The Fresh Loaf

News & Information for Amateur Bakers and Artisan Bread Enthusiasts

Ta Da

bjwilson's picture

Ta Da

I'm sorta new to making bread... sorta.  I've had a bread machine for years, and I pull it out now and then to bake a fresh loaf, and I'm usually very dissapointed, so I end up storing it away again until next time I get the whim.  About a month ago, my foreign exchange students informed me that American bread really is the worse bread in the world.  Well, that got the ole bread machine out, and I became determined to find the secret of making really good bread.  Searched the entire web, tried one recipe after another, and tweaked the one I liked the most until I found the secret to light, fluffy sandwich bread with a crisp crust... and it had to taste good too.

Here's what I found works for me, and I didn't find it anywhere on the web... it came to me after throwing out about 3 doz loaves, and over 100 hours in the kitchen the last month.

The White Sandwich Bread Recipe I like:

1 1/3 cups whole milk

2 tablespoons unsalted butter

2 tablespoons honey

combine in small bowl, heat in microwave to get it to 100-110 degrees (F)

pour this mixture in the bread machine pan

then Add

4 cups unbleached all purpose flour

2 1/2 teaspoons active yeast

2 teaspoons bread enhancer

(I made my own bread enhancer, I'll post the recipe for that later)

2 teaspoons salt

Close the lid, set machine to dough setting, start.

Stop after 40 minutes.  reset.  Start the dough setting again, and allow to knead again until it finishes.  DO NOT LET THE MACHINE RISE THE DOUGH.

Remove the dough, place in a large oiled bowl covering all sides of dough, cover with plastic wrap.

Allow to rise a full 1-1 1/2 hours in warm place.

Roll it out of bowl onto a floured surface, and mash (don't punch) fold in thirds (top to middle, bottom to top), then bring sides to the middle to meet... pinch together to close ends.

Place seam side down in a buttered 9x5 loaf pan.  Allow to rise fully (1 - 1 1/2 hours)

Bake at 350 for 40 minutes.


My European kids are raving about it, and won't take any other bread in their lunches now.


Today, I made a loaf of multigrain bread using the same recipe except:

I replaced 1 cup of the All Purpose Flour with 1/3 cup Rye, and 2/3 cups Wheat.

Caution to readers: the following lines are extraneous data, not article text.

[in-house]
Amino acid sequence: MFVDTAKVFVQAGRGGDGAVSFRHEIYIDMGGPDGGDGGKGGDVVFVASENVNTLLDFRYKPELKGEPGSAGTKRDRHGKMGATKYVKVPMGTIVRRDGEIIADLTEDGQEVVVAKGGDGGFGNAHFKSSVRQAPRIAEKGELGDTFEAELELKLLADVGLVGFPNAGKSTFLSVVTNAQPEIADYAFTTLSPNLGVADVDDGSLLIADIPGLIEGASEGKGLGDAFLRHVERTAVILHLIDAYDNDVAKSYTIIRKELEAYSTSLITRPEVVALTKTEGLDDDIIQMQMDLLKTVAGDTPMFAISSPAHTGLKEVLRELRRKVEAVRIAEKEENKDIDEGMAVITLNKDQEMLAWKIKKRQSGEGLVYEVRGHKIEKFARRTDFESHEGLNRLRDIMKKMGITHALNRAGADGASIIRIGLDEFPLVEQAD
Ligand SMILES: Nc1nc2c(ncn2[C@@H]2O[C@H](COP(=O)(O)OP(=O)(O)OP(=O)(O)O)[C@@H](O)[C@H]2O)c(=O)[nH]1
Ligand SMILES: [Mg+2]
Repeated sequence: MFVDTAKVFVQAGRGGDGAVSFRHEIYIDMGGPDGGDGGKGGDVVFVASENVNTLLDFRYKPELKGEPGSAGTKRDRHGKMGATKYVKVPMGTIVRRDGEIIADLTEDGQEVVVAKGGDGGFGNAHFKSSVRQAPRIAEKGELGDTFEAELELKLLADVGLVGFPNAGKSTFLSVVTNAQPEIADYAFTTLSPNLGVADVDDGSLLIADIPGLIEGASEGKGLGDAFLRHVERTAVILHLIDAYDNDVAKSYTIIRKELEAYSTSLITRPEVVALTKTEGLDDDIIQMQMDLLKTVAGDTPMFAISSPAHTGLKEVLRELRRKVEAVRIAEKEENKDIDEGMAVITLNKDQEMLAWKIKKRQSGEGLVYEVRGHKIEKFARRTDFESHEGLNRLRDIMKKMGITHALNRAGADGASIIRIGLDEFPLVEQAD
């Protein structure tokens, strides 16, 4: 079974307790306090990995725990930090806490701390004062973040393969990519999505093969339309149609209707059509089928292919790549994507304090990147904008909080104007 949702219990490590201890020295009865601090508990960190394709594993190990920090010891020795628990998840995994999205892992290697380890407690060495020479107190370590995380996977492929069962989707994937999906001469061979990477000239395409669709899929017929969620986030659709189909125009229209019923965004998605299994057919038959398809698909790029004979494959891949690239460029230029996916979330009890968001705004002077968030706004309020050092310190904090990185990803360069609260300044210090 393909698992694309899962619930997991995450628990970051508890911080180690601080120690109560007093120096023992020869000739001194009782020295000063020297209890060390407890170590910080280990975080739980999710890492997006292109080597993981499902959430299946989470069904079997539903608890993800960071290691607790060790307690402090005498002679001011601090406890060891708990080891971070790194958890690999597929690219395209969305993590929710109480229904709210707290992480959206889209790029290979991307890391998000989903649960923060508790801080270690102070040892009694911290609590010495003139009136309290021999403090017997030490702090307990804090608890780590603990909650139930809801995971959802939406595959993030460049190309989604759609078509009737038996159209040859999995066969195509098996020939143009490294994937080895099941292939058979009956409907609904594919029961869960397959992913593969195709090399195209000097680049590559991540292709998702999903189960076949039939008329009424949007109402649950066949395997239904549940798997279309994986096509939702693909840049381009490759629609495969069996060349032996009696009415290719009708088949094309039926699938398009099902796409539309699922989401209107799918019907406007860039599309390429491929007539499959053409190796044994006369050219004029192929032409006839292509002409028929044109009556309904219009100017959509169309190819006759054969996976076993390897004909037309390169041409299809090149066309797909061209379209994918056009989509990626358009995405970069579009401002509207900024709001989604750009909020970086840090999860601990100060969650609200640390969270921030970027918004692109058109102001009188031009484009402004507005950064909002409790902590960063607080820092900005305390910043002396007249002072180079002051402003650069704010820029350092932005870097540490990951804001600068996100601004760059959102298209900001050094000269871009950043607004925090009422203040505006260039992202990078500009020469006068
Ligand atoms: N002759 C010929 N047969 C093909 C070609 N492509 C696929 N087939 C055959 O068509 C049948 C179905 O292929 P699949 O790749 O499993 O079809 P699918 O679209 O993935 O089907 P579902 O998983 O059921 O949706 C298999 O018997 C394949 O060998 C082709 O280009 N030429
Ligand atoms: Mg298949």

I added 1/2 cup sunflower seads at the beginning of the second kneading.

It proofed like a dream, and smells like a peice of heaven... tastes too good to be true.

Now the European kids are trying to decide which one they want in their lunch tomorrow.


bjwilson's picture

2 cups Vital Wheat Gluten

1 cup instant potato flakes

1 package Sur-Jell

2 tablespoons ginger powder

1 cup powdered milk

1 envelope unflavored gelatin

Put all that in a blender, and blend until it becomes a fine powder.

Store in 2 quart glass jar with tight lid.

I found a recipe for this on the web, but could not find all the ingredients they listed in my local grocery stores... so, I just omitted the ones I couldnt find.  These ingredients work just fine, and help to make a very light and fluffy loaf.  My bread is lasting in a zip lock bag for 3-4 days if it's not eaten.

The missing ingredients are:

1 cup lecithin granules

3 tablespoons powdered ascorbic acid

1/2 cup diastatic malt powder

If you have access to those ingredients, let me know how that works for you.

mrfrost's picture

I've been using that enhancer recipe also and it seems to work very well.

Be aware that vitamin C tablets are ascorbic acid. I had two bottles in my cabinet, so I ground up a few pills to add.

Lecithin is a natural ingredient in soy flour, so I also included some with the enhancer. I also often use eggs in my bread dough. Eggs are also high in lecithin.

The next time I go to the natural foods store, I will buy some wheat berries, sprout them, dry and grind them into flour for the diastatic malt powder.

inlovewbread's picture

Hi- I saw your comment about getting wheat berries, sprouting and drying and grinding them for diastatic malt powder. I was just reading in Dan Lepard's book about it and he says you would have to sprout, dry and toast barley berries to make malt powder (malted barley flour).

Let me know if I'm off here because I just sprouted hard red/white wheat berries, dried them and ground them for Reinhart's 100% sprouted whole wheat bread. 

SourdoLady's picture

You don't want to toast the sprouted grain for diastatic malt. Here is a link to instructions someone posted for me when I had questions on how to make diastatic malt.

inlovewbread's picture

Found the original thread, seems there's three currently about malt powder!

I just posted this same thing on another thread.

Thanks for your response SourdoLady, but I still have some questions:

I posted about this on another thread but can't find that one...

I just went through the above process for sprouting, drying and grinding my own hard red wheat berries for flour. I will be using this flour in Reinhart's 100% Sprouted Whole Wheat Bread. 

Dan Lepard's book says that diastatic malt powder is home-made by sprouting, drying, toasting and grinding Barley. The main differences being that it should be barley and also toasted (isn't the toasting what gives it the darker color?)

It is a bit confusing because it seems odd that I would be making a whole loaf of bread out of Diastatic Malt Powder.

bjwilson's picture

I'll have to get some Vit C tablets... it's that time of year anyway.

I have heard since I made that enhancer that the health food store here might have the diastatic malt powder... but I haven't been there yet.

When I go to make my next batch, I'll try to have all the ingredients on hand.


Mustang 51's picture
Mustang 51

Good luck finding the diastatic malt. I finally gave up on finding it locally. Mine should be delivered on Friday. I am anxious to try it.